Four golf courses set to have housing built on them

Alistair Dunsmuir
By Alistair Dunsmuir August 8, 2021 12:13

Four English golf courses look set to have hundreds of homes built on their land.

Widnes Golf Club hopes to convert its 18-hole golf course into a nine-hole facility with a new clubhouse and greenkeeping facilities, with the other nine holes turned into more than 230 homes.

A similar proposal was rejected earlier this year by its council, after the club said it needed to sell the nine holes to Anwyl Homes in order to secure its future, as declining membership had left it with financial issues.

Planning officers rejected the scheme as they said it would leave Widnes in the ‘highly unusual’ situation of no longer having an 18-hole course.

A new planning application, however, sees a reduction in the proposed number of homes from 249 to 233, additional green space, more trees planted and enhancements to the redeveloped golf course, plus Widnes Golf Club has said it will invest in the nearby 18-hole Blundells Hill Golf Club in Rainhill in order to make improvements.

The combined membership would have the potential to play at both courses and developers said the plans would ensure the future of both locations.

John Grime, managing director at Anwyl Homes Lancashire, said: “We’ve listened to objections from local people, Halton Council and statutory consultees and incorporated a number of changes which we think address their concerns.

“The new application takes their feedback on board and, hopefully, provides a way to revive the fortunes of a golf club that has seen its membership dwindle over the last 10 years.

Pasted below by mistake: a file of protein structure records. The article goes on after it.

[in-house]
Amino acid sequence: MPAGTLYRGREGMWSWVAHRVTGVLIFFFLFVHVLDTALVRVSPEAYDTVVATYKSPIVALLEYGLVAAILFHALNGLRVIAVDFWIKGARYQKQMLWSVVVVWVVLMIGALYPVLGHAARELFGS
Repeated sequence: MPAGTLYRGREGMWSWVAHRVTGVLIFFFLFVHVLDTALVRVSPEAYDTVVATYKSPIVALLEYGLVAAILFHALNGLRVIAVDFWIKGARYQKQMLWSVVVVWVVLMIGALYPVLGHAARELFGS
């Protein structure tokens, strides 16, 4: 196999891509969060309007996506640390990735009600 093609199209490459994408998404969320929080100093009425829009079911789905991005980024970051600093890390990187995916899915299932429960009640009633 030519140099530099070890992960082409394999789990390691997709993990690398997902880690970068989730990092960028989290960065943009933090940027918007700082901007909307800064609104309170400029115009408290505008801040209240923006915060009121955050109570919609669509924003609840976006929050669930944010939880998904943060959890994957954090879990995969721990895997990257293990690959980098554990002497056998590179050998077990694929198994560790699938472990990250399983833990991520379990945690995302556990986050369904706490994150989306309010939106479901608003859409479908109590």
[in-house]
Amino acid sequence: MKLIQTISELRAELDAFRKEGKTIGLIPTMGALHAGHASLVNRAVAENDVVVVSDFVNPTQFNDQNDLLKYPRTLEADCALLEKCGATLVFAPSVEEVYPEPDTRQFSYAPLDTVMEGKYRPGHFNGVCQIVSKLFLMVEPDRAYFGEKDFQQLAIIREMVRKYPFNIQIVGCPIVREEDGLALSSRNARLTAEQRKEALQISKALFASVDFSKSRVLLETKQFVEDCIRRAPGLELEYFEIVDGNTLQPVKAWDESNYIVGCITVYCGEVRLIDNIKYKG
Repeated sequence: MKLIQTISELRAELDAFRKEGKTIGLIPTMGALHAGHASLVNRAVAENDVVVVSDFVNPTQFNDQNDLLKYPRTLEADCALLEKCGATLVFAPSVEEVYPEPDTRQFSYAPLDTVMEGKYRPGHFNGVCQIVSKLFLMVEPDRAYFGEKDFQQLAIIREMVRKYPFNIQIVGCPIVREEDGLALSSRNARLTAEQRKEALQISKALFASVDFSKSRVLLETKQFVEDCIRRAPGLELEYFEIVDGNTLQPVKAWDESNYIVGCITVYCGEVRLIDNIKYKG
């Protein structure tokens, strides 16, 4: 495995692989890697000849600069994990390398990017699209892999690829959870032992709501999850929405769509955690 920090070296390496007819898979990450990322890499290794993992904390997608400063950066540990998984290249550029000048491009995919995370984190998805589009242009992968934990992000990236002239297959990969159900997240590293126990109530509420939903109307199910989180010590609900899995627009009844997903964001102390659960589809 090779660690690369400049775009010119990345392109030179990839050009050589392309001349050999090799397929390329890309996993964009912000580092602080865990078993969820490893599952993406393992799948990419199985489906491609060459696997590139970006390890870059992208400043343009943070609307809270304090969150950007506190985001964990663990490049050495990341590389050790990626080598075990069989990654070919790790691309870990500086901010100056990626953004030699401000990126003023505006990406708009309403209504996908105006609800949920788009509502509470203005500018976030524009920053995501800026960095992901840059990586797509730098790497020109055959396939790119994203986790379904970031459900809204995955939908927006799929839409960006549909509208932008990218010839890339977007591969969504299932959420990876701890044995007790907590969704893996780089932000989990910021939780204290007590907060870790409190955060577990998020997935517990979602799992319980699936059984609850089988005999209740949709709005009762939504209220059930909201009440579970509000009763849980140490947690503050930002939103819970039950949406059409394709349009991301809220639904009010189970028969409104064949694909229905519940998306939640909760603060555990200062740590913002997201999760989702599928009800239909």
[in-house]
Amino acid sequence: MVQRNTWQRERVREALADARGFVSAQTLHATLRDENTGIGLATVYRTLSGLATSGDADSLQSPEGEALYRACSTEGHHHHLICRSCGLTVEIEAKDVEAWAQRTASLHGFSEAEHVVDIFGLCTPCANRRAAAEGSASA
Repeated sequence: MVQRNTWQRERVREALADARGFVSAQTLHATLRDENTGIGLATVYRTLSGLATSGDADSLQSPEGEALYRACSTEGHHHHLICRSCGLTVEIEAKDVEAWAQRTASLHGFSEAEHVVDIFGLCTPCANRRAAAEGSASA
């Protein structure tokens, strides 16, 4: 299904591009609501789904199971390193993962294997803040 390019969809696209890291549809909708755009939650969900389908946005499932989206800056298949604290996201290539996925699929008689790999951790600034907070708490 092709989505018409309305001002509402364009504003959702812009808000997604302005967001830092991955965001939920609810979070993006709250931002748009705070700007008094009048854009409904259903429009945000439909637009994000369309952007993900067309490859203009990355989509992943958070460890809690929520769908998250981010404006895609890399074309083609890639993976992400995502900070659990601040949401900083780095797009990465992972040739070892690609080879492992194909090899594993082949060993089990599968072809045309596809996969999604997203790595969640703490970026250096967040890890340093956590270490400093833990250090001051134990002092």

“We are still preparing to lodge a planning appeal based on the original refusal but hope this fresh application will render an appeal hearing unnecessary.”

Meanwhile, campaigners opposed to greenbelt development in Oxfordshire have lost a legal challenge concerning North Oxford Golf Course.

Cherwell Development Watch Alliance (CDWA) mounted a challenge against Cherwell District Council’s local plan, which proposes building 4,400 houses on greenbelt land north of Oxford.

But a High Court judge has now dismissed the campaign group’s application for a judicial review.

It comes after a 2016 decision by the Oxfordshire Growth Board – a committee of six Oxfordshire councils and other bodies – to apportion 4,400 homes to Cherwell.

The proposal was adopted as part of the Cherwell Plan in 2020, which earmarked homes to be built on the site of North Oxford Golf Course.

CDWA – a coalition of five residents’ groups – claimed the government’s planning inspector failed to take into account evidence of a fall in the level of Oxford’s housing need, and the unsuitability of a proposed replacement site for the golf course.

But in her ruling Mrs Justice Thorton said the inspector did consider the housing need figures, and he did not consider constraints on the replacement golf course “insurmountable”.

Horwich Golf Club is set to be converted into 276 homes, after a scheme was granted permission by the planning inspector even though Bolton Council had rejected the proposal.

The golf club has a number of longstanding issues and had run at a loss for 10 years.

An inquiry heard it only had 188 members.

And Windmill Hotel and Golf Course in Coventry is set to have 566 homes built on it after applicant Bracebridge Holdings received planning approval.

The site location itself drew concern over loss of the 18-hole golf course, reports the Coventry Telegraph, with councillor Mattie Heaven branding its loss an “absolute shame”.


Alistair Dunsmuir
By Alistair Dunsmuir August 8, 2021 12:13
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  1. Highwater August 14, 16:29

    Better get that gorilla glass.

    Reply to this comment
  2. Peter August 5, 15:50

    Often the best strategy available !! Excess land offers clubs, a lot of options !! Accurate knowledge about your primary markets and those in it, should be your guide !!! While not a fan of converting 18 into 9 holes, it just might be appealing to those downsizing !!

    Reply to this comment
  3. Teesnap August 5, 15:01

    It’s a shame, the first course I ever played in Kent is schedule to be developed.

    Reply to this comment
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